Updated: May 27
Zoom usage is through the roof, with some people reporting mixed results – great for connectivity, bad for fatigue.
Here’s 10 things I’ve gained using Zoom to teach The Alexander Technique this month.
1. Suddenly I’m international! I always wanted this for my work but I never quite knew how I’d get it. This week I’ve taught in Romania and Norway as well as the UK and I’ve chosen to take my own weekly professional development class in the States. I love this connectivity it really makes me tick.
2. I get to learn SO MUCH MORE about a person’s habits just by seeing them in their home; how they lean into the computer when they talk, how their desk is actually set up, what difference the light through their window makes at different times of day. It means I can offer them more really direct and clear expertise that gets straight into their life. Their home also allows for some creativity – we get to have fun using whatever props/furniture they have lying around.
3. I have to really really work on my verbal instructions, which is both great practice for me and also for them as they have to really listen to feel out the instruction in their body. One of the things that I have sometimes noticed about face to face teaching is the extent to which some pupils ‘abandon’ themselves to your hands, thinking it is your ‘magic hands’ and not their own brains and bodies that are fundamentally changing during the lesson. Alexander Technique is all about a shared responsibility between teacher and pupil and in this new online version the pupil is required to step up from the start. This change is creating some great results.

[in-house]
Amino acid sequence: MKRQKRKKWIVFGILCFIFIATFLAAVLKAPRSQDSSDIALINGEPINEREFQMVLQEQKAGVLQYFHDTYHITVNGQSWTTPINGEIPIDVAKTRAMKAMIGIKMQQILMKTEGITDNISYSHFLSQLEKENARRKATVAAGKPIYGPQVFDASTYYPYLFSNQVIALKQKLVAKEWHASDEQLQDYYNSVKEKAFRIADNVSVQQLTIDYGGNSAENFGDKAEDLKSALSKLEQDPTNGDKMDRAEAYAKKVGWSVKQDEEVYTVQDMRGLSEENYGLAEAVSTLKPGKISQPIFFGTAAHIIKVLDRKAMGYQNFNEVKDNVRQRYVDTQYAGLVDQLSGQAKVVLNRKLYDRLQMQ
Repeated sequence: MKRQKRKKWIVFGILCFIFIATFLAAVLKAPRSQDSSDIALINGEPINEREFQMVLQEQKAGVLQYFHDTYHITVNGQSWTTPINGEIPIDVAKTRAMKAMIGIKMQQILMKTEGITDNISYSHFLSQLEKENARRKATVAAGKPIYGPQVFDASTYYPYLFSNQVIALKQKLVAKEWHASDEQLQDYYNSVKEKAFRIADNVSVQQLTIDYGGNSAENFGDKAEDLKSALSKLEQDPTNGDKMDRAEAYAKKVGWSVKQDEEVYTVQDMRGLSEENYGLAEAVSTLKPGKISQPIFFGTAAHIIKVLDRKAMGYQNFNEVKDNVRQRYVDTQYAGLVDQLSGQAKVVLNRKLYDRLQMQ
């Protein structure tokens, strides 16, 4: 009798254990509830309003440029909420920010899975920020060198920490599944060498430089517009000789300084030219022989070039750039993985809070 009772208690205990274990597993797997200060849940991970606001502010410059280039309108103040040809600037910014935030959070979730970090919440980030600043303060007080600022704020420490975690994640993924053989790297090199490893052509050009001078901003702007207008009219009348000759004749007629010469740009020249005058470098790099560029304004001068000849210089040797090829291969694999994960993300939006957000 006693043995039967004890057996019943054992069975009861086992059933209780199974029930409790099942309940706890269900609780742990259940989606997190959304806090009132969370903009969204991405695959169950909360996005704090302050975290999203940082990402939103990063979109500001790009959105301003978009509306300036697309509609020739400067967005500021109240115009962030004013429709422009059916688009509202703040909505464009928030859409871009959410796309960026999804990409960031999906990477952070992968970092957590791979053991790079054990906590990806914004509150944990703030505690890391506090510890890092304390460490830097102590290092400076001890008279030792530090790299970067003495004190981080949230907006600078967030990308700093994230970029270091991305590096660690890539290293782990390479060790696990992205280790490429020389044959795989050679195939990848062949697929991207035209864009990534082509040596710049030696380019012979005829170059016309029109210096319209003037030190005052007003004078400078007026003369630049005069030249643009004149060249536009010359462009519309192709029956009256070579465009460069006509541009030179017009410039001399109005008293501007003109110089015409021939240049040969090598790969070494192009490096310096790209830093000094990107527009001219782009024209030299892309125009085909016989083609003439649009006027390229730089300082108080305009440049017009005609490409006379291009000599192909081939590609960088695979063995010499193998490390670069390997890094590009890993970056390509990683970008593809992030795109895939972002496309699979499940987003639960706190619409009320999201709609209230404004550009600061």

4. The standard of my observation skills is on the up too; I’m enjoying using the screen to notice overall patterns of body use that sometimes are harder to see when you have the actual ‘live’ person there talking to you - which is lovely but also a lot more distracting!
5. Pupils are also less distracted - knowing that whatever they have next is not going to take them a tube or bus ride, with the potential delays that might cause, to get to it. Far less 'I must just send a quick text' is going on.
6. Linked to 5, because people are less distracted I need to spend less of the lesson creating ‘calm’ in my pupil’s body and we can get more done.
7. I’ve been able to help people reduce and get rid of neck and back pain - this is always a fantastic feeling but it’s doubly so at a time when it’s impossible to receive a physical treatment.
8. Suddenly the dream of teaching people daily over a short space of time is achievable! I’m finally able to offer my pupils a way to have 5 lessons per week and the results have been brilliant.
9. Pupils are really experiencing how different their bodies can feel if they just (allow me to) change their thinking.
10. I have the option to invite a goat to our class whenever I want! Courtesy of Sweet Farm Animal Shelter in Silicon Valley - you certainly don’t get option when hiring a treatment room! And pupils having their pets/children/family/housemates pop in and out has also added humour and humanity to the lessons that I’m really enjoying.
Thank you Zoom, I appreciate you 😊
My 3 tips for using Zoom to teach online
1. Acknowledge the differences: 30 mins on zoom is more intense than 30 mins meeting in person. Make changes to help people stay focused.
2. For me I’ve found little and often is better; for example I’ve split 1 hour lessons into 30 minutes blocks twice a week instead and it’s more successful.
3. Let go of perfection and stay alert to what your pupil is telling you.
Want a Zoom lesson yourself? I’d love to teach you. Get booked in here